Skilled nursing facilities across the country are bracing for significant reductions in the payments they receive from Medicare. A new rule issued by the Centers for Medicare and Medicaid Services (CMS) for skilled nursing facility Medicare reimbursement takes effect on October 1st.
The nursing home industry has responded to the impending payment reductions with alarm, suggesting that the cuts could result in a loss of jobs and reduced quality of care for nursing home residents. See, American Health Care Association (for-profit nursing homes), "CMS Issues Final Rule on Medicare Payments to SNFs; Federal Agency Disregards Calls for Phase-In, Drastically Reduces SNF Payments" (Press Release, July 29, 2011); Leading Age (formerly known as American Association of Homes and Services for the Aging, not-for-profit nursing homes), "Medicare Rate Cuts: Shocking, Unfair and Punitive" (August 1, 2011); Alliance for Quality Nursing Home Care (chain nursing homes), "New Medicare Cuts in CMS Final Rule a Clear and Present Danger to SNF Sector Stability, Quality Patient Care, Local Jobs" (Press Release, July 29, 2011).
“Severe cuts in federal Medicare funding threaten Pennsylvania’s already fragile skilled nursing facility sector” according to Stuart Shapiro, MD, President of the PA Health Care Association, a trade group of Pennsylvania nursing homes and other long term care providers. “These cuts, combined with inadequate Medicaid reimbursement, may very soon limit access to Pennsylvania nursing home care, place the quality of care at risk, and jeopardize thousands of health care jobs.”
According to Dr. Shapiro “Pennsylvania’s nursing homes will suffer a nearly $200 million cut in their annual Medicare payments beginning Oct.1 under a new rule announced by the Centers for Medicare and Medicaid Services (CMS). This translates into an 11.1% cut in their basic Medicare rates.”
The financial stress on nursing homes could be intensified if additional payment cuts result from the Budget Control Act passed by Congress in August and its creation of a Congressional deficit reduction “super-committee.” The “super-committee” could propose further cuts to Medicare and/or Medicaid payments for long term care. Or a 2% payment cut could be automatic if Congress fails to act. See, FAQ: 'Super Committee' Could Have Big Impact On Medicare, Medicaid Spending.
Consumer advocate The Center for Medicare Advocacy (CMA) explains the October 1 change in nursing home payments in a reality check article entitled: “Medicare Reimbursement For Skilled Nursing Facilities Remains High For 2012 Despite Reductions In Overpayments: Advocates Must Be Vigilant to Protect and Promote Quality of Care for Residents.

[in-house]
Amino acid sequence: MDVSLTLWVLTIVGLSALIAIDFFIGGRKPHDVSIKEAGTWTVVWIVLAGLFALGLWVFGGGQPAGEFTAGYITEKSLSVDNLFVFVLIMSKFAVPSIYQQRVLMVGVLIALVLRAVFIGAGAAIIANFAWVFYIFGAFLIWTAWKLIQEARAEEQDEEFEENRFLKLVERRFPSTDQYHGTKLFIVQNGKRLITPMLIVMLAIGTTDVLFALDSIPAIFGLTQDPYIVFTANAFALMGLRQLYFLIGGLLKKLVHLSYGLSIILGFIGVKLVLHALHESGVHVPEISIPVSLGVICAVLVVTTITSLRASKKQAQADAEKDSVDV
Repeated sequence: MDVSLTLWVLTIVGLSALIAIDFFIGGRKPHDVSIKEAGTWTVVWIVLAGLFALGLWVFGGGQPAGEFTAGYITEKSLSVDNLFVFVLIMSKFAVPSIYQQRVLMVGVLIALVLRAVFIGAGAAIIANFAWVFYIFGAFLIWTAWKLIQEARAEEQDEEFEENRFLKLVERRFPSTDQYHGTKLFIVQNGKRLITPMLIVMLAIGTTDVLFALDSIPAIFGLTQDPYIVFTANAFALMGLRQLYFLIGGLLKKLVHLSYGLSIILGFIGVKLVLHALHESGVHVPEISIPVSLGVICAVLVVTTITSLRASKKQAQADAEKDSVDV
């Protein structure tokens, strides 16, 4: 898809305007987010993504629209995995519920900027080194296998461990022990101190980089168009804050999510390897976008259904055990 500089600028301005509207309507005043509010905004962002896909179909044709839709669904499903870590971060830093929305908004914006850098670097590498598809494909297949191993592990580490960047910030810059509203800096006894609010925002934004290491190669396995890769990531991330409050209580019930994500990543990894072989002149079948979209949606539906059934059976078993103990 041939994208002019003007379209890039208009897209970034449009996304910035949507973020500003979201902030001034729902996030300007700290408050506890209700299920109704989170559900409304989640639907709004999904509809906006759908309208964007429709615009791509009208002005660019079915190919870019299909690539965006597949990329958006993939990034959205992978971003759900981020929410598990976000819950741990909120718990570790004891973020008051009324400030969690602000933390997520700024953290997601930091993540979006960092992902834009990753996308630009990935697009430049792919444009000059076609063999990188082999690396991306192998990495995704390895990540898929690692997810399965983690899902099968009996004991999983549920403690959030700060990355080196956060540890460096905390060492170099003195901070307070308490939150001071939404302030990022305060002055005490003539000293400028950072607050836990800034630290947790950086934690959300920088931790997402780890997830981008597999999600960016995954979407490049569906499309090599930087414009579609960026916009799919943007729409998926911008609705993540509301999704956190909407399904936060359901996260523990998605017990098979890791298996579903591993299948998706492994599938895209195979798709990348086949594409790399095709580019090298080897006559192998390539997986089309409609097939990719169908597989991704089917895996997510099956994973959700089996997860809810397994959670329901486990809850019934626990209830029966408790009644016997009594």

The CMA suggests that advocates for nursing home residents need to be especially vigilant over the next few months to protect the quality of care provided to residents. According to the Center:
CMS' reduction of overpayments to SNFs [Skilled Nursing Facilities] is one effort to bring down health care costs and to assure that payments are made to health care providers for services that are actually provided, but residents' advocates must assure that care for residents does not decline. The opportunity for harm to residents is especially significant this year.
SNFs' expenses include expenses that must be paid – mortgage or rent, utilities, taxes – and expenses where SNFs may see flexibility – chiefly staffing, food, and supplies. Staffing is particularly in danger because of the weak federal standards for nurse staffing. Federal law requires SNFs, regardless of size, to have one registered nurse on the day shift and licensed and unlicensed nurses 24 hours a day that are "sufficient" to meet residents' needs. This vague standard is difficult to enforce, giving SNFs leeway to staff at low levels, a significant problem when CMS has already documented that more than 90% of facilities nationwide have too few staff to prevent avoidable harm to residents and to meet resident needs.
Advocates may want to closely monitor SNFs' posted staffing levels. Under federal law, SNFs are required to post daily, at the beginning of each shift, the number of licensed nurses (registered nurses, licensed practical or vocational nurses) and unlicensed nursing staff (certified nurse assistants) who are "directly responsible for resident care" as well as the resident census. Facilities must make the information available to the public in a readily accessible place, and on request, and "must maintain the posted daily nurse staffing data for a minimum of 18 months, or as required by State law, whichever is greater."
Advocates may file complaints with the state survey agency (generally located in the state health department) if staffing levels decline and residents are harmed or are in danger of harm as a result. They may also encourage CMS to direct surveyors to give special attention to staffing.